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Regulation and Coordination of Intracellular Trafficking: An Overview

  • Julie Donaldson
  • Nava Segev
Part of the Molecular Biology Intelligence Unit book series (MBIU)

Abstract

During the last two decades, efforts in the protein trafficking field have focused primarily on the identification of the machinery components of vesicular transport and mechanisms that underlie it. In addition, research has started to reveal how intracellular trafficking is regulated. Here, we summarize the current state of our knowledge about the regulation of vesicular transport and its coordination with other cellular processes. At the most basic level, individual transport steps are regulated spatially and temporally in two different ways. First, molecular switches of the Arf, Rab and Rho GTPase families regulate the assembly of components of the vesicular transport machinery on membranes, mediating the formation, targeting and fusion of vesicles that shutde cargo between intracellular compartments. Second, reversible posttranslational modifications, like phosphorylation and ubiquitination, allow efficient cargo sorting and machinery component recycling. At a higher level, individual transport steps are integrated into whole pathways, with GTPases as a mechanism for this integration. Finally, intracellular trafficking pathways are coordinated with other cellular processes. Here too, GTPases appear to play a role by orchestrating coordination.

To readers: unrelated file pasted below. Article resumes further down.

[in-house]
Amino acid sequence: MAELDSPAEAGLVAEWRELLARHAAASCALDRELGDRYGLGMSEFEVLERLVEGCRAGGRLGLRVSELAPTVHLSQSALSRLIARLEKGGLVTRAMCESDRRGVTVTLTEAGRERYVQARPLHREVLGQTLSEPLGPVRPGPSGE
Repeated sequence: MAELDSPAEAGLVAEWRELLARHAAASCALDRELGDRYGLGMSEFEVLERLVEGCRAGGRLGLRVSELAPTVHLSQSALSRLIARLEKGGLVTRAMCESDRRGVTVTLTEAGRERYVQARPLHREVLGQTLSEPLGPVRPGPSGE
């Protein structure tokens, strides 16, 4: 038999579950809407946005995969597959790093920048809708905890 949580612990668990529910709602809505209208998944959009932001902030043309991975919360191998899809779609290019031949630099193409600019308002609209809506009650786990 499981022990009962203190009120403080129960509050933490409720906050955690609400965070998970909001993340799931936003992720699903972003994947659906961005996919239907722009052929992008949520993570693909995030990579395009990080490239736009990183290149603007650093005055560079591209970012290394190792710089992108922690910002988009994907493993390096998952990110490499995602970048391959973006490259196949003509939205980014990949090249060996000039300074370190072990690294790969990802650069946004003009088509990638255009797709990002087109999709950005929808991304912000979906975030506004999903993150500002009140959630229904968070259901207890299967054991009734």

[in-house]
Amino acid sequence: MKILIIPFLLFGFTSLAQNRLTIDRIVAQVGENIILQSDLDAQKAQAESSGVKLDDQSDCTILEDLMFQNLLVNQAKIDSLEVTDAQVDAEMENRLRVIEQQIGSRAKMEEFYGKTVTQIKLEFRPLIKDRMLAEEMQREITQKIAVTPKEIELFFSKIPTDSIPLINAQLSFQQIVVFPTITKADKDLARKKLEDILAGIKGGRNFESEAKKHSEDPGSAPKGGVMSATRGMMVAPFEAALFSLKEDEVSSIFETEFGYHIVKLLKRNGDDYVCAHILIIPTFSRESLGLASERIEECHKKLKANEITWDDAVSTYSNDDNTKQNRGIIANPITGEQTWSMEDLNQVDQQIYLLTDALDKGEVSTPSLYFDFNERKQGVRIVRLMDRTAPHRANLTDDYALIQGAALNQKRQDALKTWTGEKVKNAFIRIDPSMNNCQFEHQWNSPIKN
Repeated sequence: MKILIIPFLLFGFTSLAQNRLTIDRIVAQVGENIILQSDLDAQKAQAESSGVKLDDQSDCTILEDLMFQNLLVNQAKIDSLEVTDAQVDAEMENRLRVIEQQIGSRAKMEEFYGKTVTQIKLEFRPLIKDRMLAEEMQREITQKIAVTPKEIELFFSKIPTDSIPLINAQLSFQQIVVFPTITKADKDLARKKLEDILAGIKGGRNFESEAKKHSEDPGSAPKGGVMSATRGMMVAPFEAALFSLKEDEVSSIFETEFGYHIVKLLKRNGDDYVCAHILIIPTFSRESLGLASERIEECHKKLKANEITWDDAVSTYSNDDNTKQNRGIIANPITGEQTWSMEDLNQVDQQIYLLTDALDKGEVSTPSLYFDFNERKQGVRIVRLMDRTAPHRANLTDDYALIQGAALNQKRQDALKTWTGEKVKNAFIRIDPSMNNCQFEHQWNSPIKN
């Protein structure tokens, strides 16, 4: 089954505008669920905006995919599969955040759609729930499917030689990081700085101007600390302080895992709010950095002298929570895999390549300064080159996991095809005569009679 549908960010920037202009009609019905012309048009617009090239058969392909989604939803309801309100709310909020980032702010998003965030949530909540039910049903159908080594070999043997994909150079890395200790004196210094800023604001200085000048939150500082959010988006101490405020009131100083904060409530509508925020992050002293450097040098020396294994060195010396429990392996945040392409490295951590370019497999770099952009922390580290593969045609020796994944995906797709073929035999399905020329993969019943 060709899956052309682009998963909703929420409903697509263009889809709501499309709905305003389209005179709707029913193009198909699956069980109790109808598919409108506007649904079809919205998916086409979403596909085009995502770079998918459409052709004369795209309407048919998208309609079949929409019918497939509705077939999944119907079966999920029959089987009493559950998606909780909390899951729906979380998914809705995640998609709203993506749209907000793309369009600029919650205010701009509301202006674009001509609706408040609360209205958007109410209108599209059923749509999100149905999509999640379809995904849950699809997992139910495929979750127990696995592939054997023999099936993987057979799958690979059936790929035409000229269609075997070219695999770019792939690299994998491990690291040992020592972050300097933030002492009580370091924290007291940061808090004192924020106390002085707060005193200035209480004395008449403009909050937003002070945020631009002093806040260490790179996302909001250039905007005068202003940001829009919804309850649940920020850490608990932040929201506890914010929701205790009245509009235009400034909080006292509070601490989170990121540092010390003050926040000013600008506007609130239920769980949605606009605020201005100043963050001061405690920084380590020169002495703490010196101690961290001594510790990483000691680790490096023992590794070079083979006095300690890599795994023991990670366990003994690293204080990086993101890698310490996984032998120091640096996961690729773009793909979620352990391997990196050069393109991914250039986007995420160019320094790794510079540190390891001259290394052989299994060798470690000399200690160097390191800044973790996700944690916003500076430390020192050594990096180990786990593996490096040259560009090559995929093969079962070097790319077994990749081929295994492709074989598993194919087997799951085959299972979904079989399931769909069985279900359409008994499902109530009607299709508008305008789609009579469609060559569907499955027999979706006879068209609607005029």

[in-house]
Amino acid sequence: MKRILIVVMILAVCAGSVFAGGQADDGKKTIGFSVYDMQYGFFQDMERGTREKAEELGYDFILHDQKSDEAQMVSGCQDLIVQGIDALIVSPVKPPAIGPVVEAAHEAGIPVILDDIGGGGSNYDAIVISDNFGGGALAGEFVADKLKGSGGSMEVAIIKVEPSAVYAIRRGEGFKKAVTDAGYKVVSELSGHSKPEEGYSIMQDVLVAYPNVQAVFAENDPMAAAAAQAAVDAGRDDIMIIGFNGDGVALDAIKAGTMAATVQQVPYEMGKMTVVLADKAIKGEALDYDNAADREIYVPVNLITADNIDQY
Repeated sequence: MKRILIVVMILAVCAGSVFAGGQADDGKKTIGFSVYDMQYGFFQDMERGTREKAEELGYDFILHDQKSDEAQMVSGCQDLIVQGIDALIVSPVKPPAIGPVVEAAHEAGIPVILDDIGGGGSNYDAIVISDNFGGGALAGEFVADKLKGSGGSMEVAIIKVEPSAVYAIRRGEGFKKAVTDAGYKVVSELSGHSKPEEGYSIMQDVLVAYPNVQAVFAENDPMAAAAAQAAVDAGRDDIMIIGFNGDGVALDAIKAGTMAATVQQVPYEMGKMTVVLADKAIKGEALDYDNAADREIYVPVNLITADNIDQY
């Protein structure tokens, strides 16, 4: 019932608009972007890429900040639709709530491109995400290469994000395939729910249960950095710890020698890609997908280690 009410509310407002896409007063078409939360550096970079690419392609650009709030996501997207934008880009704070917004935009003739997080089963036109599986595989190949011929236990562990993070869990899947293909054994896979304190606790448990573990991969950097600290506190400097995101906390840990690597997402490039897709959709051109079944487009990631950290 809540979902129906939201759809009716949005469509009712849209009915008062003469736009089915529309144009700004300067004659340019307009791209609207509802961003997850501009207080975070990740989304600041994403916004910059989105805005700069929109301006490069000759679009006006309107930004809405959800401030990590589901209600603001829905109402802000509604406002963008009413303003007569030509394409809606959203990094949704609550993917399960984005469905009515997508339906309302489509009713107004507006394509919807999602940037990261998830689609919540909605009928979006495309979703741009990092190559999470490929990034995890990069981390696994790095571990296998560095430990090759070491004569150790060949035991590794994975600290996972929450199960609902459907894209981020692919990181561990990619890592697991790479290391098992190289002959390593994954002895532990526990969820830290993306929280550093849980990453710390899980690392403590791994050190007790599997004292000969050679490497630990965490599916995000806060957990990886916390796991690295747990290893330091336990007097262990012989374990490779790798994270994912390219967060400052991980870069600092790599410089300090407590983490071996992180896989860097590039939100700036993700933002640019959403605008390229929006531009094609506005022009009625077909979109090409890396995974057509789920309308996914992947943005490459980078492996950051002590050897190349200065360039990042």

Keywords

Intracellular Trafficking Vesicular Transport Endocytic Pathway Donor Compartment Transport Step 
These keywords were added by machine and not by the authors. This process is experimental and the keywords may be updated as the learning algorithm improves.

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Copyright information

© Landes Bioscience and Springer Science+Business Media 2009

Authors and Affiliations

  1. 1.Department of Biological SciencesUniversity of Illinois at ChicagoChicagoUSA
  2. 2.Laboratory of Cell Biology NHLBINational Institutes of HealthBethesdaUSA

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